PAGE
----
Hundreds view history with awe, respect
America’s ‘birth certificate’ stops here on national tour
Wendy Williams brought her children in from Cordova to see it.
Ron Reid took a late lunch so he could pay his respects. Vann Bailey did the same.
They and hundreds of others con- verged on the Benjamin L. Hooks Central Library to see what many call the nation’s “birth certificate.”
One of the original copies of the Declaration of Independence was on display in Memphis for a few hours Wednesday afternoon.
It’s part of a nationwide tour sponsored by Declare Yourself, a nonprofit organization, and the Cricket wireless company.
The goal: to encourage people, especially young Americans, to take part in the political process.
“It’s showing (people) the birth certificate of the country, letting them see it,” said Declare Yourself’s Brent Miller, on tour with the document.
“It’s having it come to them instead of having to go see it in an institution.”
That’s what brought Williams and her children to the library.
“This is once in a lifetime,” she said, wanting to show Avery, 5, and Carter,
8, that “the Fourth of July is not just fireworks.”
The children seemed to enjoy the display, even if they weren’t certain what all the hoopla was about.
Carter, for example, knew that the Declaration had “a lot of words on it ,” although he thought “the paper’s going to be wrinkled, since it’s so old.”
But when he walked up to the display, Carter saw that the paper is in much better condition than one might expect for a piece of parchment that’s 232 years old. “It’s cool,” Avery said. Reid was also shocked at the Declaration’s condition.
“I thought, ‘Wait a minute, that can’t be that old,’ ” he said. “It was moving. That’s about the only thing I could say.”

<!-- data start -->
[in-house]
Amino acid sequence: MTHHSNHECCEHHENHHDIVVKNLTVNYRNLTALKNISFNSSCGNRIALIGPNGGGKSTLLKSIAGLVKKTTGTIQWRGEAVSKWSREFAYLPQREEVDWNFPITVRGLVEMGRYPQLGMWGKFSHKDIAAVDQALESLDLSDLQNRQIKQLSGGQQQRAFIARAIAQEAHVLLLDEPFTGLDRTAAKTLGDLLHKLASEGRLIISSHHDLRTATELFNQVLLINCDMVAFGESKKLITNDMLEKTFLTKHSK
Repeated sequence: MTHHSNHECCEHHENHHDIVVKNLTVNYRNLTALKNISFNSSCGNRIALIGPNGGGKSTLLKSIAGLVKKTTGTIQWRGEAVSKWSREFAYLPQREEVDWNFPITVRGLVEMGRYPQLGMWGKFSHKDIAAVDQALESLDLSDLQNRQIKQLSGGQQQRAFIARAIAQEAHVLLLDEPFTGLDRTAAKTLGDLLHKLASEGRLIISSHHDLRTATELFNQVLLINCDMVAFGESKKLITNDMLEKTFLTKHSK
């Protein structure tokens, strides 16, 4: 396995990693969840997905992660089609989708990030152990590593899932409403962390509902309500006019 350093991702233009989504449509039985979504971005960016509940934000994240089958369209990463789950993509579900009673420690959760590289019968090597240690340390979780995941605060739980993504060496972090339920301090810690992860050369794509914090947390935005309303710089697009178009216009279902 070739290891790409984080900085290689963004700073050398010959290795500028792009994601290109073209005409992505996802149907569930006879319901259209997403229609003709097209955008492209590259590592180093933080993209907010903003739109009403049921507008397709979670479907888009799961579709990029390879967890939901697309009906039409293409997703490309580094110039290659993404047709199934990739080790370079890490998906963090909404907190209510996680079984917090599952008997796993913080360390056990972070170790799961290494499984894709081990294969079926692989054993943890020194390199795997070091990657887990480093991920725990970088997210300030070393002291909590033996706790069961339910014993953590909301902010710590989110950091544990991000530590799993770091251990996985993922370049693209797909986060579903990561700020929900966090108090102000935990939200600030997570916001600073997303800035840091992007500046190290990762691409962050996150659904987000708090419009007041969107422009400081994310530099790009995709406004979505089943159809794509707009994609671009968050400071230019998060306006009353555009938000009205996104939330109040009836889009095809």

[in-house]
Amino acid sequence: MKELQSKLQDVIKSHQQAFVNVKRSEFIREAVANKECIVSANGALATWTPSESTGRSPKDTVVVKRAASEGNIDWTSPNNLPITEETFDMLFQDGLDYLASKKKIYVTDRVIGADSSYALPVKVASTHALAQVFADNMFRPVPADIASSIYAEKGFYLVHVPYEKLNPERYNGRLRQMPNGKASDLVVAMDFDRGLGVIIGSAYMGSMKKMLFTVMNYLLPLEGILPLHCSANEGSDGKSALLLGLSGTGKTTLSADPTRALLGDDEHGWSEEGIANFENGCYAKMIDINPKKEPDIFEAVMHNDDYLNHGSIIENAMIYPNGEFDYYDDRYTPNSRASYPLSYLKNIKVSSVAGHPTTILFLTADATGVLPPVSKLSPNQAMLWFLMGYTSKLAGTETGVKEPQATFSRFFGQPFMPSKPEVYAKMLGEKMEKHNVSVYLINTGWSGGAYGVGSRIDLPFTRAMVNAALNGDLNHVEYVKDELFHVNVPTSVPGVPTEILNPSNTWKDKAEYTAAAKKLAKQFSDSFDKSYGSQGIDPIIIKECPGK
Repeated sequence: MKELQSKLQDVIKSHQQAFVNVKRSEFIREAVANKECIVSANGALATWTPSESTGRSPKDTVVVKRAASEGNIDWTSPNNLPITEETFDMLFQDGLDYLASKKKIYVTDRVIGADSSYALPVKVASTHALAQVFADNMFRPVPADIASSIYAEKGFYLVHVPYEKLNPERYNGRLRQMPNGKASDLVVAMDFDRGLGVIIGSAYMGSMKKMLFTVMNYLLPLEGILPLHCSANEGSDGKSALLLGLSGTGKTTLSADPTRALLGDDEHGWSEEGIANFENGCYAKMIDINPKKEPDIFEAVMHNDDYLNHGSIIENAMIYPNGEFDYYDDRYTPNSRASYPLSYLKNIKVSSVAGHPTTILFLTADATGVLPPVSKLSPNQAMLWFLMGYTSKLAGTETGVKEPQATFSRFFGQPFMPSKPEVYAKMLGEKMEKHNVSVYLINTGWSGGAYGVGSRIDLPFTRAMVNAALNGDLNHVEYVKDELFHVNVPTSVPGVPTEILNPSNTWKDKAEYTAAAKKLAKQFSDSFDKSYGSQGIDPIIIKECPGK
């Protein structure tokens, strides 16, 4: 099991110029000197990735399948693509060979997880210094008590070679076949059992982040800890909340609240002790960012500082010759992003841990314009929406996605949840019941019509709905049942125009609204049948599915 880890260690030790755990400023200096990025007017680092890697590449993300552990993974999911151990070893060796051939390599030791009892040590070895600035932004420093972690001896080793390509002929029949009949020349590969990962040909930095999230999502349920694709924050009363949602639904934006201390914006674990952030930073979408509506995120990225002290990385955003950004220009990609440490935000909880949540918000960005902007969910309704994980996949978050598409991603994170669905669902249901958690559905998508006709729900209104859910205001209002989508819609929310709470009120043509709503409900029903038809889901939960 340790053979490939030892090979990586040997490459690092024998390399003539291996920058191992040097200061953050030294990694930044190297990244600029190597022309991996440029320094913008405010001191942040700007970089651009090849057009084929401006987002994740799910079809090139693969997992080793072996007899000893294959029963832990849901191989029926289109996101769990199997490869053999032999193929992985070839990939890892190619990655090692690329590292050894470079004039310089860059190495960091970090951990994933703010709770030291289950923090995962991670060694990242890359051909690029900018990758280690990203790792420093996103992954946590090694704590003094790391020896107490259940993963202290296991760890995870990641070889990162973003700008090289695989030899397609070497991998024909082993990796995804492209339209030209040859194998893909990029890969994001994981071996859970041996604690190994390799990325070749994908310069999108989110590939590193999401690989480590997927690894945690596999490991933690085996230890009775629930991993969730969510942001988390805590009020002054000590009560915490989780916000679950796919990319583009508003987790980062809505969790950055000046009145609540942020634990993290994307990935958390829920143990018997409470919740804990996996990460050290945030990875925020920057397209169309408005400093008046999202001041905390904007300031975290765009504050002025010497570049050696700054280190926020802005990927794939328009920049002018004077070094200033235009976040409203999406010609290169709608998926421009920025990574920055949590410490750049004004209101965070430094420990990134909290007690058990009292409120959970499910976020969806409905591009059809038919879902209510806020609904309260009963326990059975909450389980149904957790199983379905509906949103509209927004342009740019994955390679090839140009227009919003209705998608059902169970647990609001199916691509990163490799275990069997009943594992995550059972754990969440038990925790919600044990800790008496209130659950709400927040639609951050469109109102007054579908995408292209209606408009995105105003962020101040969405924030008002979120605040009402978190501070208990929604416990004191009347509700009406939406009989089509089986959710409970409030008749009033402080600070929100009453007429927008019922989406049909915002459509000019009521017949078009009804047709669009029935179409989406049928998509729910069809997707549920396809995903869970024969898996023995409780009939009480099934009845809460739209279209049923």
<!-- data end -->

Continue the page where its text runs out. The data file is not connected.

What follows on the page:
According to various published reports, this copy of the Declaration was found in 1989 by a Philadelphia man visiting a flea market in Adamstown, Pa.
For $4, the man — he has never been identified but has been called a financial analyst — bought a painting. At some point afterward, he discovered the Declaration hidden inside the picture frame. Some have speculated that it was hidden there so many years ago to protect it from the British.
According to experts, it was a copy of what is called the “Dunlop Broadside,” just the 25th known to still exist.
After the original Declaration was signed by the 56 representatives to the Second Continental Congress, Philadelphia printer John Dunlap hurriedly pressed a few hundred printings of the document on July 4, 1776.
Many of the copies were rushed throughout the original colonies to be read to the people. Virtually all are thought to have been lost or destroyed, and of the 25 that remain, most are in libraries or institutions.
Television producer Norman Lear bought this copy at auction in 2000, paying $8.14 million. He then launched a series of nationwide tours to let people see the Declaration.
This is the second time it has been to Memphis, having been on display for a day at Memphis University School in 2004.
Victor Smith wasn’t even aware that the Declaration was at the library Wednesday until he walked in. He quickly left to get his son.
“It’s a document, man, that has so much power,” he said. “It was a powerful document then and it’s a powerful document now.”
This 1776 copy of the Declaration of Independence was inside a picture frame bought at a flea market for $4. TV mogul Norman Lear bought it at auction for $8.14 million.